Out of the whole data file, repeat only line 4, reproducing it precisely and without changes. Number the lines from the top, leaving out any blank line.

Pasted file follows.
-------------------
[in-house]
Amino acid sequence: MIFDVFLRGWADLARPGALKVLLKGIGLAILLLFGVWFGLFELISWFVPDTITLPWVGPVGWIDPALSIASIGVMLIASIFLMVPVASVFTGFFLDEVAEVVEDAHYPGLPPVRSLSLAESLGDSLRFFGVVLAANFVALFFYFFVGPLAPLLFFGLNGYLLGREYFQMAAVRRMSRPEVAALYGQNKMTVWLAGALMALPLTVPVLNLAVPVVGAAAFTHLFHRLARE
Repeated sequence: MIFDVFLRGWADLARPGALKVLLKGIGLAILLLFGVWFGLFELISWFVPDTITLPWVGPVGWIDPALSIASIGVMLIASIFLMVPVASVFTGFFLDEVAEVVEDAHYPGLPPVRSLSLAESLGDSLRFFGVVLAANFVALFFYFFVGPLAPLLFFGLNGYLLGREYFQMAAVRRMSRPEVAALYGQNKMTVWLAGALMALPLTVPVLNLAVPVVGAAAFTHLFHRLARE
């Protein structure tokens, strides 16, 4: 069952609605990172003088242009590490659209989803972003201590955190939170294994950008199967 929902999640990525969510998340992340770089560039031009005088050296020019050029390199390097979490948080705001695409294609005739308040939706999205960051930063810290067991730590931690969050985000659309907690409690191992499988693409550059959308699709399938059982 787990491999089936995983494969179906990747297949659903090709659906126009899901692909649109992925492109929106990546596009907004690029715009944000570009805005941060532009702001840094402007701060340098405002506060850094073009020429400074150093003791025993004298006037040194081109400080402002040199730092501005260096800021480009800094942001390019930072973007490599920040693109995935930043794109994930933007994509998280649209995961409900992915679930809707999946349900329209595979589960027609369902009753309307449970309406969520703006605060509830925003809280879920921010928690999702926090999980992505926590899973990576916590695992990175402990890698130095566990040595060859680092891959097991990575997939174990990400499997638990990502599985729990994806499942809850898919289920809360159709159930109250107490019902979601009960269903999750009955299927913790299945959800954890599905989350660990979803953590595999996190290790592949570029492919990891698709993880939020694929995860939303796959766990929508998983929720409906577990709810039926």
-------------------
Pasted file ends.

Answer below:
């Protein structure tokens, strides 16, 4: 069952609605990172003088242009590490659209989803972003201590955190939170294994950008199967 929902999640990525969510998340992340770089560039031009005088050296020019050029390199390097979490948080705001695409294609005739308040939706999205960051930063810290067991730590931690969050985000659309907690409690191992499988693409550059959308699709399938059982 787990491999089936995983494969179906990747297949659903090709659906126009899901692909649109992925492109929106990546596009907004690029715009944000570009805005941060532009702001840094402007701060340098405002506060850094073009020429400074150093003791025993004298006037040194081109400080402002040199730092501005260096800021480009800094942001390019930072973007490599920040693109995935930043794109994930933007994509998280649209995961409900992915679930809707999946349900329209595979589960027609369902009753309307449970309406969520703006605060509830925003809280879920921010928690999702926090999980992505926590899973990576916590695992990175402990890698130095566990040595060859680092891959097991990575997939174990990400499997638990990502599985729990994806499942809850898919289920809360159709159930109250107490019902979601009960269903999750009955299927913790299945959800954890599905989350660990979803953590595999996190290790592949570029492919990891698709993880939020694929995860939303796959766990929508998983929720409906577990709810039926």